Research type 
Year of report 

Summary of findings


The research found that:

  • Spontaneous awareness of advertising/publicity relating to sexual health/STIs increased significantly to 49%. A further 11% awareness was elicited following prompting with possible sources.
  • Awareness was higher amongst those listening to commercial radio and amongst those reading The Sun, The Star and News of the World compared to the sample as a whole.
  • Recognition of any campaign materials increased from 31% at Wave 2 to 50% at Wave 3, with significant increase in recognition of both radio and press/poster, the latter driven by the Valentines press executions.
  • The Valentines media overall achieved 37% recognition, compared to 40% for the General Campaign; 13% of respondents who recognised the Valentines press executions did not recognise any other executions.
  • Campaign takeout again focussed on “safe sex” but there were significant increases in mentions of “danger/risk” and specifically “STIs”. The latter was strongly communicated by the Valentines press executions.
  • Communication of a “call to action” also increased, from 3% at Wave 2 to 11% at Wave 3.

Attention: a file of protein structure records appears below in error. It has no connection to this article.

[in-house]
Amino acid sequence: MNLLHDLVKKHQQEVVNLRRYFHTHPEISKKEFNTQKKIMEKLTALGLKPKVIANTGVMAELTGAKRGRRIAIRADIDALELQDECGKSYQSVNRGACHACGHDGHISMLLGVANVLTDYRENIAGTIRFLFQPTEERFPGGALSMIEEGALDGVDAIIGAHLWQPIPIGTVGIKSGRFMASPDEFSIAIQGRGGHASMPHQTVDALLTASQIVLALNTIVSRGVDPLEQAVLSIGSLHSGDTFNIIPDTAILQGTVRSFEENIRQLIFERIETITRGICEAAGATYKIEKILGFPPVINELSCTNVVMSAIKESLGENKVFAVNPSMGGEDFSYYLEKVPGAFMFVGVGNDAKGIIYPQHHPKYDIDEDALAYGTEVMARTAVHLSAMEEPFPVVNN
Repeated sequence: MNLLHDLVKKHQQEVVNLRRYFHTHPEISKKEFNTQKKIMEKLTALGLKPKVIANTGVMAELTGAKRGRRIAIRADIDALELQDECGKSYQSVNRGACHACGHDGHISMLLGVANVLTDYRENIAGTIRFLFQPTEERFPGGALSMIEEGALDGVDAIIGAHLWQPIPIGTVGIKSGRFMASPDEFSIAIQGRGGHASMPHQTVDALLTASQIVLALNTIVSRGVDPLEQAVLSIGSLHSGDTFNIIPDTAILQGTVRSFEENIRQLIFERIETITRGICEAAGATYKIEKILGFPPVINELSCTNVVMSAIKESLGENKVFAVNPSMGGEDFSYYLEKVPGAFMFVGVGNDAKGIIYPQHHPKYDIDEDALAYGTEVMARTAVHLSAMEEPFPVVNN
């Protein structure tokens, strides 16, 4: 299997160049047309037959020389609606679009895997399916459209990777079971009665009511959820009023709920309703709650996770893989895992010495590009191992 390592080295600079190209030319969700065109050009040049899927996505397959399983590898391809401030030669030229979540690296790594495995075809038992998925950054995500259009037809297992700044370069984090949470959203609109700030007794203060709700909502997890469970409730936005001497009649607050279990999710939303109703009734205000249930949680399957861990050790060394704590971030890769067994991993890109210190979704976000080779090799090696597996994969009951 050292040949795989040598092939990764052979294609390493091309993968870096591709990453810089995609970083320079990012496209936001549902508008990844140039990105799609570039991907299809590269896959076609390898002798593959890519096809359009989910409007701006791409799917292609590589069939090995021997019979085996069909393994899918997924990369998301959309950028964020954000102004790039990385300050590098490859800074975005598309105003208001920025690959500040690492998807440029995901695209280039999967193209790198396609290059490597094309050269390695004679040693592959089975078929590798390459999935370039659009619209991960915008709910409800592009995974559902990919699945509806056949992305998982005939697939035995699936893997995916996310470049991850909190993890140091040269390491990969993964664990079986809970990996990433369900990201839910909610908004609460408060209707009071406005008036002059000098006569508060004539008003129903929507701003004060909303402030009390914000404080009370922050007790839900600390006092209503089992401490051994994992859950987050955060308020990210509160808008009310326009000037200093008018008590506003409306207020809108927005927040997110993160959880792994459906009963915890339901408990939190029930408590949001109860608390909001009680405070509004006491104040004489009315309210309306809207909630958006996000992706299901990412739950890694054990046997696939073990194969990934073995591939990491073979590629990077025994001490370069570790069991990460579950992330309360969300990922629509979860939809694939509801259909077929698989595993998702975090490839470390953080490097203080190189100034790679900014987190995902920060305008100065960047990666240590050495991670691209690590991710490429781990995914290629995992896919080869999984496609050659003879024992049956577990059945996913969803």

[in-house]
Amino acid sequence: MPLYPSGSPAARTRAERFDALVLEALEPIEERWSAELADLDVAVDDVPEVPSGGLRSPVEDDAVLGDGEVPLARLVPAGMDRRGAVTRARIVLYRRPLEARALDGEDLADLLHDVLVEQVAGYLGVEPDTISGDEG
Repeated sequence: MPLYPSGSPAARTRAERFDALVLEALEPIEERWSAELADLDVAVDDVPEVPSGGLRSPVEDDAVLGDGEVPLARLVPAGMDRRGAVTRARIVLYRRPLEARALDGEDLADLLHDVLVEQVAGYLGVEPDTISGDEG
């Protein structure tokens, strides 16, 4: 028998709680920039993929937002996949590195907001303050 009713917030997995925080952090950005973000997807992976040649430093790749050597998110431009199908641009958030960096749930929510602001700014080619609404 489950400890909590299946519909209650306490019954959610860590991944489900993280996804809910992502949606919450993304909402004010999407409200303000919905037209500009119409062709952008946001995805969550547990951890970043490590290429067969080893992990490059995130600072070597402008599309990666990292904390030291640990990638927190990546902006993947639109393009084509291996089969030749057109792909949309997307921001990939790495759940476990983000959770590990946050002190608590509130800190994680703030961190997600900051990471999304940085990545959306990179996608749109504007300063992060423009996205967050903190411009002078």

• There have been some significant shifts in attitudes to STIs since the campaign commenced – in particular in terms of potential risk (“the risk of getting an STI has increased” - +11%) and in terms of protection (“it doesn’t matter how many partners someone has as long as they’re careful” - +9%).
  • These changes in attitude have yet to be consolidated in behavioural change but results at Wave 3 showed the campaign was certainly beginning to take effect.
  • Overall, at all three waves the majority of respondents (61% Wave 1, 63% Wave 2, 68% Wave 3) claimed to know “a lot or a fair amount” about STIs and there was a general improvement over time. More respondents at all three waves (75% Wave 1, 78% Wave 2, 79% Wave 3) claimed to know “a lot or fair amount” about protecting themselves from STIs. This measure too has improved over time

Research objectives


In May 2002, a programme tracking research was commissioned to monitor the effectiveness of the Sexual Health campaign in the long term. The key objective of the research was to monitor the effectiveness of the campaign. This broad aim encompasses the following specific goals, to:

  • measure awareness and recognition of the communications
  • investigate levels of perceived relevance of the messages
  • track changes in broad attitudes to sexual behaviour and especially those relating to the specific campaign messages, such as attitudes to using condoms